medium /// drawing




andy mister

Brace yourself… these are DRAWINGS. DRAWINGS. Carbon pencil, charcoal, and acrylic on paper on panel. What?! This is the insane work of New York based artist Andy Mister. And, if that’s not amazing enough, they’re big… some of them up to almost 4′ high. Now, just in case you still don’t believe me when I tell you that these are DRAWINGS, here’s a little #wip proof from Andy’s Instagram feed:

See?!





toni hamel

Dreamlike drawings by Italian-born, Toronto-based artist Toni Hamel. Her description of this series is lovely, so I’ll hand it over to Toni:

The land of Id (2015-2016) : In Freudian psychoanalytic theory, the Id refers to the component of our psyche responsible for our most primitive impulses and drives. It is an egocentric, all-consuming urge to satisfy our immediate needs and desires  without any consideration for possible consequences or repercussions.

Such theory perfectly describes our contemporary attitude toward our surroundings.  Continuing my discourse on human behaviour, The land of Id focuses on humanity’s relationship with the natural environment offering two alternative yet equally interesting points of view. If on one hand it confronts us with the disastrous results of our ill-conceived rapport with nature, on the other it offers some levity and  food for thought. The land of Id becomes a topsy-turvy world filled with tension and instability, where everything appears possible yet nothing is what it seems. Through symbolism and satire, The Land of Id eventually alerts us about the dangerous effects of our exploitative behaviours.

Fantastic.





“finding wildness”

From being the daughter of a pastor in a rural town of 700 people, to a full-time abstract painter in downtown Toronto. Yes, Janna Watson is my guest today… I’ve been trying to get her on for months and months and months, so I’m thrilled that this finally happened. Listen right up there under “I woke up in a dry fountain and ice light”, or you can subscribe on iTunes.

First up, a few of Janna’s red paintings! I don’t know what it is about her red pieces, but they grab me every single time:

Ok. I see a tree in that last one. Maybe it’s the essence of the tree her grandfather pointed out. I tried to include a few shots to show scale, because 2D jpgs just don’t do Janna’s work justice.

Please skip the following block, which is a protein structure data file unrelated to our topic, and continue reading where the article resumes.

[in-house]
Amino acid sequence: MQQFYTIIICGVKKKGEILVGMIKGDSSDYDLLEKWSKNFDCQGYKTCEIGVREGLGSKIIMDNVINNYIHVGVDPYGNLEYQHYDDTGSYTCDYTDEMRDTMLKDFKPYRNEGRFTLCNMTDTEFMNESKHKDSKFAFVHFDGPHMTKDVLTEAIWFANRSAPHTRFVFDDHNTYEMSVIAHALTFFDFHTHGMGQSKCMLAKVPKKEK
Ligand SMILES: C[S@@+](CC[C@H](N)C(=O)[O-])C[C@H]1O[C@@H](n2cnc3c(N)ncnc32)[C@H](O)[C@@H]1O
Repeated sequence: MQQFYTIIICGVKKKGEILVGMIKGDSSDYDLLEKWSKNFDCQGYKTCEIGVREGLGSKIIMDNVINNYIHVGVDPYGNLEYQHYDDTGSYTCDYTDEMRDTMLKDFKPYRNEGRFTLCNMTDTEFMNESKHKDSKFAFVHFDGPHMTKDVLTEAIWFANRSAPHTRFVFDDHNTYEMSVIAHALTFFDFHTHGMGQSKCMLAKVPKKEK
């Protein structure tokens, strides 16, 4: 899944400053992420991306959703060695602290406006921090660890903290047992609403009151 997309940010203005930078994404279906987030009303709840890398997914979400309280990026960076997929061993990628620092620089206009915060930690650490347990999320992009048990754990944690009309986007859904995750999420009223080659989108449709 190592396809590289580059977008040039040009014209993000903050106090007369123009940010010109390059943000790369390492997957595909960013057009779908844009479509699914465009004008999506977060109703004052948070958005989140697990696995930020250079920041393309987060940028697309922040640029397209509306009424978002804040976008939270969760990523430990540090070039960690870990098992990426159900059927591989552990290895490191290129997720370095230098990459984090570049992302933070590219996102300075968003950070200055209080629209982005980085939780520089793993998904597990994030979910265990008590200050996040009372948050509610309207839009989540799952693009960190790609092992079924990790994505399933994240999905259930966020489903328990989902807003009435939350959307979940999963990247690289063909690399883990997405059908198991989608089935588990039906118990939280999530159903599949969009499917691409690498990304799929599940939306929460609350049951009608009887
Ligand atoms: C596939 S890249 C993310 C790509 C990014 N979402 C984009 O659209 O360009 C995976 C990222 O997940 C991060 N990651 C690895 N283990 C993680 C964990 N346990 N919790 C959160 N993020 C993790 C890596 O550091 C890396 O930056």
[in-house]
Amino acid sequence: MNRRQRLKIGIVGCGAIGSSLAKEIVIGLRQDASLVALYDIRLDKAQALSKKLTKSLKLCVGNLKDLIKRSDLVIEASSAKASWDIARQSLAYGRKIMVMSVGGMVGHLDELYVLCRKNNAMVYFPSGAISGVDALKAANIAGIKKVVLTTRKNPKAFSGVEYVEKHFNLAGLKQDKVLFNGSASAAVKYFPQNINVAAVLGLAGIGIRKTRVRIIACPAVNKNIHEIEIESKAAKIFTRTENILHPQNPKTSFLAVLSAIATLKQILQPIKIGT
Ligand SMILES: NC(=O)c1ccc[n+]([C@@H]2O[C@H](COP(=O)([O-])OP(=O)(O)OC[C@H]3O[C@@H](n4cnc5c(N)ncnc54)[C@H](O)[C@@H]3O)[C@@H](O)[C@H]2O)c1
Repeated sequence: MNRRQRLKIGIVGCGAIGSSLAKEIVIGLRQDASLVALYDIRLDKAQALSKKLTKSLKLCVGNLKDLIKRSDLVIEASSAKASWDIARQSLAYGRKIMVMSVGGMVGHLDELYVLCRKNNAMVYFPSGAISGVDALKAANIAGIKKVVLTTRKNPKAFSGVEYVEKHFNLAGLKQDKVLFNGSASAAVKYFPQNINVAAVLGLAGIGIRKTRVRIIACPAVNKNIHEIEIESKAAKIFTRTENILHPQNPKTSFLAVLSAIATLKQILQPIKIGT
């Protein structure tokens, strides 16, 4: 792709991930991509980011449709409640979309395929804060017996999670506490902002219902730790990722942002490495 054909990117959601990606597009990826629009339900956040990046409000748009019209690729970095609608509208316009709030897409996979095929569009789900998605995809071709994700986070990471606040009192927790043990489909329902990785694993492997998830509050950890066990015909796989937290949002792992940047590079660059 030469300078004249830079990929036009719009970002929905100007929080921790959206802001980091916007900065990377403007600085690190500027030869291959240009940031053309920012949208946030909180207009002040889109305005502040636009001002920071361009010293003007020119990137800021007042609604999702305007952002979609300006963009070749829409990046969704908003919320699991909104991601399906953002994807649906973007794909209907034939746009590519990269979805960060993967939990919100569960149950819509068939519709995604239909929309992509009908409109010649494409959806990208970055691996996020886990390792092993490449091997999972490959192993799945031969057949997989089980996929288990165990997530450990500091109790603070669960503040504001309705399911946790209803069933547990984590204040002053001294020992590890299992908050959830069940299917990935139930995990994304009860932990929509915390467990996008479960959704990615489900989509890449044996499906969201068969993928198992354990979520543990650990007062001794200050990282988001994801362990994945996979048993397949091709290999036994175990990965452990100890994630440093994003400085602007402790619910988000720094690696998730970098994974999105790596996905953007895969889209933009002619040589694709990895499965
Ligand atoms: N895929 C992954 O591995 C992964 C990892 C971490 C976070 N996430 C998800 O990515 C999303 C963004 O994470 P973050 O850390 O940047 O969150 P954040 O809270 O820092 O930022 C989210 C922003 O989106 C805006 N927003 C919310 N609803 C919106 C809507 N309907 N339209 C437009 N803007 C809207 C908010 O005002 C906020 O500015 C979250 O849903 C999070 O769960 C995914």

Here are a few more… lots of gradient backgrounds, insanely beautiful color combinations, and lovely lines made with pastels:

Oh my word. I love all of them so, so much.

Next… Watson Soule. This is what happens when you bring art into your home, but instead of hanging it on the wall, you put it on the floor:

So cool. That’s Janna on the left (Watson), and Nico on the right (Soule).

Ok, and this just wouldn’t feel right if I didn’t include a few behind the scenes shots. I was lucky enough to pop into her Toronto studio earlier today, and first things first, I could not believe how big her brushes are:

Giant brushstrokes, a lovely studio space, and an up-close shot of a ‘work in progress’.

Now, I forgot to get exact examples of the red + grey + white combo that Janna mentioned, but I’m guessing a few of these pieces use that magical recipe:

Maybe? Either way… so beautiful!!!

And finally, a few shots from our visit this morning (note the super cute little painting shoes she wears while working):

And there we are… we did the selfie! Also, the couch. It was the first amazing thing I saw as I walked in, and yes, her grandfather designed it! Love. Thank you so much to Janna for doing this with me (and letting me into her studio today!); thanks to Saatchi Art and Create Magazine for supporting the episode; and huge thanks to you for listening! There will be more Art For Your Ear next weekend.

Other links:

  1. Bau-Xi Gallery, Toronto/Vancouver
  2. Kenise Barnes Fine Art, New York
  3. Watson Soule
  4. OCADU